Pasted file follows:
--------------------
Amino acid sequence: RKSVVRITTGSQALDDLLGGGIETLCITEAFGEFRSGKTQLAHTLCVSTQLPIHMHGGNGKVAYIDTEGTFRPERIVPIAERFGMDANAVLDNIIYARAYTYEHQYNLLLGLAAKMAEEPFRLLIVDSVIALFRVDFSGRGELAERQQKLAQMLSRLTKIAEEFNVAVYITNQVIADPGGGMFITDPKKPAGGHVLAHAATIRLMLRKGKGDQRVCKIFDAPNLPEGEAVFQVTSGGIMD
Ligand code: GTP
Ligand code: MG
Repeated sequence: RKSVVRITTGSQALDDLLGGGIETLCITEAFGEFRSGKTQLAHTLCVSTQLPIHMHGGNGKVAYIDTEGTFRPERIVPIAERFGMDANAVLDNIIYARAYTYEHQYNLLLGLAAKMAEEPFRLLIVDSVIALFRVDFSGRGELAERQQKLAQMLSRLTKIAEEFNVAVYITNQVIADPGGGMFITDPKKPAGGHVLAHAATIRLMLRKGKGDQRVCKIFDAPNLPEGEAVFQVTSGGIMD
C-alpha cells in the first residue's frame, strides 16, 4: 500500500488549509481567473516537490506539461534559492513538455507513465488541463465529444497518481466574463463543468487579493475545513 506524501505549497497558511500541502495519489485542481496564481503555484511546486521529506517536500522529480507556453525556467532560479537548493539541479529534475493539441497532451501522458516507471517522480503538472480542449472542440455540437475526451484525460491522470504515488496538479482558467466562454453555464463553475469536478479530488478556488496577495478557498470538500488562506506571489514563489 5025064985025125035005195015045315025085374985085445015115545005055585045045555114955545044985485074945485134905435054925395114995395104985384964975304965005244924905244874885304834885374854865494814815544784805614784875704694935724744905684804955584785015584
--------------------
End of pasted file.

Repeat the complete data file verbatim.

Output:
Amino acid sequence: RKSVVRITTGSQALDDLLGGGIETLCITEAFGEFRSGKTQLAHTLCVSTQLPIHMHGGNGKVAYIDTEGTFRPERIVPIAERFGMDANAVLDNIIYARAYTYEHQYNLLLGLAAKMAEEPFRLLIVDSVIALFRVDFSGRGELAERQQKLAQMLSRLTKIAEEFNVAVYITNQVIADPGGGMFITDPKKPAGGHVLAHAATIRLMLRKGKGDQRVCKIFDAPNLPEGEAVFQVTSGGIMD
Ligand code: GTP
Ligand code: MG
Repeated sequence: RKSVVRITTGSQALDDLLGGGIETLCITEAFGEFRSGKTQLAHTLCVSTQLPIHMHGGNGKVAYIDTEGTFRPERIVPIAERFGMDANAVLDNIIYARAYTYEHQYNLLLGLAAKMAEEPFRLLIVDSVIALFRVDFSGRGELAERQQKLAQMLSRLTKIAEEFNVAVYITNQVIADPGGGMFITDPKKPAGGHVLAHAATIRLMLRKGKGDQRVCKIFDAPNLPEGEAVFQVTSGGIMD
C-alpha cells in the first residue's frame, strides 16, 4: 500500500488549509481567473516537490506539461534559492513538455507513465488541463465529444497518481466574463463543468487579493475545513 506524501505549497497558511500541502495519489485542481496564481503555484511546486521529506517536500522529480507556453525556467532560479537548493539541479529534475493539441497532451501522458516507471517522480503538472480542449472542440455540437475526451484525460491522470504515488496538479482558467466562454453555464463553475469536478479530488478556488496577495478557498470538500488562506506571489514563489 5025064985025125035005195015045315025085374985085445015115545005055585045045555114955545044985485074945485134905435054925395114995395104985384964975304965005244924905244874885304834885374854865494814815544784805614784875704694935724744905684804955584785015584